Australia and Great Britain both take Olympic-strength squads into this week’s opening phase of a five-month track cycling cold war before the London Games.
Australia’s riders get their first look at the Games velodrome and a chance to eye their likely Olympic rivals in the London leg of the World Cup, a test event in more ways than one.
Stage two of the battle before London will be at the world championships in Melbourne in April.
But the first chance to make a pre-Games statement comes at London’s Olympic Park from Friday.
Australia’s team pursuit gun Jack Bobridge knows it’s an opportunity to reinforce a psychological edge as much as it is to get information on both the intricacies of the Siberian pine track and his opponents.
“We’ll be looking to win in London and stamp a bit of authority there and do the same thing at the worlds,” Bobridge said.
“It’ll be great to get there, get some data and see what the track’s like.”
The long-standing team pursuit contest between Australia’s world champions and Britain’s Olympic champions will provide one of the highlights of the three-day event.
Sprint queen Anna Meares will face her British nemesis Victoria Pendleton and China’s exciting Guo Shuang, while world keirin champion Shane Perkins will have a better indication of his Olympic chances after another contest with British pair Chris Hoy and Jason Kenny and Holland’s Teun Mulder.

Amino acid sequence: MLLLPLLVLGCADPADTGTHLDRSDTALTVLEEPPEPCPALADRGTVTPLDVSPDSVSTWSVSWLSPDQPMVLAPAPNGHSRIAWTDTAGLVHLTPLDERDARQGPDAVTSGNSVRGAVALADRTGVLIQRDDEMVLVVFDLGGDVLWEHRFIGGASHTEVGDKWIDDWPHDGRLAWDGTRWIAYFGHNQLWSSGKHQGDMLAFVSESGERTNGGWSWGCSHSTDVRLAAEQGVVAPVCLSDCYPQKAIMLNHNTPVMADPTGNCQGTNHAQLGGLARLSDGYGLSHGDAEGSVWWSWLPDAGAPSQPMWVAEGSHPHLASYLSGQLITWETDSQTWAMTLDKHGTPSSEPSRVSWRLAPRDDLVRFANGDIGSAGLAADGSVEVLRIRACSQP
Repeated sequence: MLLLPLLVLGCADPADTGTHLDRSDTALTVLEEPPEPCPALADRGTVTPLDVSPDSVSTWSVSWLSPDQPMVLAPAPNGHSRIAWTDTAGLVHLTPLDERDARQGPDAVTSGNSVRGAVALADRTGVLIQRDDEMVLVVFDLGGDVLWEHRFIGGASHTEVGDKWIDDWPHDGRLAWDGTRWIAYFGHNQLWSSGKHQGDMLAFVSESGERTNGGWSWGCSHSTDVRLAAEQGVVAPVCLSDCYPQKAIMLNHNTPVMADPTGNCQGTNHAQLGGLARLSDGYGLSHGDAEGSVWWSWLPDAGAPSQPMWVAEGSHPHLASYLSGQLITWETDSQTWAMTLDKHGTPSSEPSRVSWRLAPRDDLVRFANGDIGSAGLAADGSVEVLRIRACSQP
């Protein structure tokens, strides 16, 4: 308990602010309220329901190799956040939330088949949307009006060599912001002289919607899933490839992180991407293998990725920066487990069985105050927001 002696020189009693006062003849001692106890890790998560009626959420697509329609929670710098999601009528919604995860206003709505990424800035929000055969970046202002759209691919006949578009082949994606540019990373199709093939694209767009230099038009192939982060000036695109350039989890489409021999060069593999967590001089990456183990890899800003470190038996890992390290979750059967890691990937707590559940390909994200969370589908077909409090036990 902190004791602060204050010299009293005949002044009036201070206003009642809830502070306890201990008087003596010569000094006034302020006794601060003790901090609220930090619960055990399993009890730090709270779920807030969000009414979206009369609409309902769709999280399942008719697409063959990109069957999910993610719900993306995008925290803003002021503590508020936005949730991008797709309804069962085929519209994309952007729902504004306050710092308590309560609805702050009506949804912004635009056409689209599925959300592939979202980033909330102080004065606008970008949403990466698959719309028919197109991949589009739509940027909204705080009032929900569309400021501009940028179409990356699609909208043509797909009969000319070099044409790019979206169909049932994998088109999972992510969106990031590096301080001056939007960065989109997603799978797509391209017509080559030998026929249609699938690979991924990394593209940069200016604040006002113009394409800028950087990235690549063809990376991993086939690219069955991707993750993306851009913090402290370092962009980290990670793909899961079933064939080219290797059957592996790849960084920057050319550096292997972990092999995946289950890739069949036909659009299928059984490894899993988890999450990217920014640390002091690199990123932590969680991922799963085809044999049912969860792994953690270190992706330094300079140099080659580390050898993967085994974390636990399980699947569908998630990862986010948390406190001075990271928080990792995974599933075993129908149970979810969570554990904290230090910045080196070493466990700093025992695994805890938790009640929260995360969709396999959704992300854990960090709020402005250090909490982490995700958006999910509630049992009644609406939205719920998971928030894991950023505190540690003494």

Perkins says the World Cup is also a chance for the Australians to continue their progress in the team sprint.
Perkins, Matthew Glaetzer and Scott Sunderland set an Australian record at the World Cup in Kazakhstan last November, finishing second to world champion Germany and marking themselves as credible challengers to the Germans, British and French.
“There’s progress and there’s still more progress to be made,” Perkins said.
After failing to win a title at the recent Australian championships, the World Cup is a strategic step for Perkins on his way to the Olympics.
“From hereon, we change focus in training. We see the speed step up and some goals to hit in the World Cup and bigger ones in Melbourne for the world championships,” he said.
“The major goal’s to win an Olympic gold medal … the world championships will be preparation for the London Olympics and the World Cup will be preparation for the world champs.”
As well as four-time Olympic champion Hoy and Kenny, Perkins also faces Germany’s formidable Robert Forstemann in the sprint.